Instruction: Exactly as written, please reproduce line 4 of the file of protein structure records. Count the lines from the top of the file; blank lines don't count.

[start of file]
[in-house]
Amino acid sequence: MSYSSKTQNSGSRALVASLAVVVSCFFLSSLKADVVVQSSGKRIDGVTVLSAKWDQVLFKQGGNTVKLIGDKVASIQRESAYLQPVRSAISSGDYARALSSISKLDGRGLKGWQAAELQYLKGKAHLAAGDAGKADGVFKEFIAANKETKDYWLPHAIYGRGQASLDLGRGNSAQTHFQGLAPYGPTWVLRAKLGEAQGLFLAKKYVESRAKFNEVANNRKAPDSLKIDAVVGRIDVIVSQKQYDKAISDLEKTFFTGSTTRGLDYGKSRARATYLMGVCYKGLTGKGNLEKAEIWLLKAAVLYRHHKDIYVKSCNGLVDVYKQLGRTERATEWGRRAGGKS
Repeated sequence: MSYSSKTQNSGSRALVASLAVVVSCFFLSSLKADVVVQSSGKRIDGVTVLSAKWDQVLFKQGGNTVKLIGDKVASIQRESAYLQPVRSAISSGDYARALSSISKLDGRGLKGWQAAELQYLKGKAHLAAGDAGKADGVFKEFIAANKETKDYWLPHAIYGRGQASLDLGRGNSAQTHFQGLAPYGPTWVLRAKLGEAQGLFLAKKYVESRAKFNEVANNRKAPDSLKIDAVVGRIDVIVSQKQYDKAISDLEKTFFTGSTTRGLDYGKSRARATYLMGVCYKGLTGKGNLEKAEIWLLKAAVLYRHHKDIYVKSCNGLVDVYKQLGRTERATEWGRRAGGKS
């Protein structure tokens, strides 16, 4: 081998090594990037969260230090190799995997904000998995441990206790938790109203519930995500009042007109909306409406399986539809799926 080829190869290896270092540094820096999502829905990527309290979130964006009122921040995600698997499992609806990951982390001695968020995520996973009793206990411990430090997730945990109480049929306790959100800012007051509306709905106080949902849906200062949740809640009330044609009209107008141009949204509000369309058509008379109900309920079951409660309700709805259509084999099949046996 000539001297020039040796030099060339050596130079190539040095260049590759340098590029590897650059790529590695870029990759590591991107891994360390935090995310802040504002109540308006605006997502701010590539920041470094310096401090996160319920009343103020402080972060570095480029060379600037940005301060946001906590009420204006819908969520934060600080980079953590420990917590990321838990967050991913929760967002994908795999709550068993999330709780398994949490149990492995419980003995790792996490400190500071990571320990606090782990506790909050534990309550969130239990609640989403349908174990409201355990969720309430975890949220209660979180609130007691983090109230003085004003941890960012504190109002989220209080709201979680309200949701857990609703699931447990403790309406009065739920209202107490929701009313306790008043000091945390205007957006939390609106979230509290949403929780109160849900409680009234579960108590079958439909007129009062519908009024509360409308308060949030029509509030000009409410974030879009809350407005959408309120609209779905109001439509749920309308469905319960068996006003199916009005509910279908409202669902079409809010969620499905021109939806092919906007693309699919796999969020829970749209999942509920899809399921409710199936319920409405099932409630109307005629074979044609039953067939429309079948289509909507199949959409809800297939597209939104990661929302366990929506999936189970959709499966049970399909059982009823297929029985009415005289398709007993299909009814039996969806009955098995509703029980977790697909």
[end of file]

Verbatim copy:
């Protein structure tokens, strides 16, 4: 081998090594990037969260230090190799995997904000998995441990206790938790109203519930995500009042007109909306409406399986539809799926 080829190869290896270092540094820096999502829905990527309290979130964006009122921040995600698997499992609806990951982390001695968020995520996973009793206990411990430090997730945990109480049929306790959100800012007051509306709905106080949902849906200062949740809640009330044609009209107008141009949204509000369309058509008379109900309920079951409660309700709805259509084999099949046996 000539001297020039040796030099060339050596130079190539040095260049590759340098590029590897650059790529590695870029990759590591991107891994360390935090995310802040504002109540308006605006997502701010590539920041470094310096401090996160319920009343103020402080972060570095480029060379600037940005301060946001906590009420204006819908969520934060600080980079953590420990917590990321838990967050991913929760967002994908795999709550068993999330709780398994949490149990492995419980003995790792996490400190500071990571320990606090782990506790909050534990309550969130239990609640989403349908174990409201355990969720309430975890949220209660979180609130007691983090109230003085004003941890960012504190109002989220209080709201979680309200949701857990609703699931447990403790309406009065739920209202107490929701009313306790008043000091945390205007957006939390609106979230509290949403929780109160849900409680009234579960108590079958439909007129009062519908009024509360409308308060949030029509509030000009409410974030879009809350407005959408309120609209779905109001439509749920309308469905319960068996006003199916009005509910279908409202669902079409809010969620499905021109939806092919906007693309699919796999969020829970749209999942509920899809399921409710199936319920409405099932409630109307005629074979044609039953067939429309079948289509909507199949959409809800297939597209939104990661929302366990929506999936189970959709499966049970399909059982009823297929029985009415005289398709007993299909009814039996969806009955098995509703029980977790697909």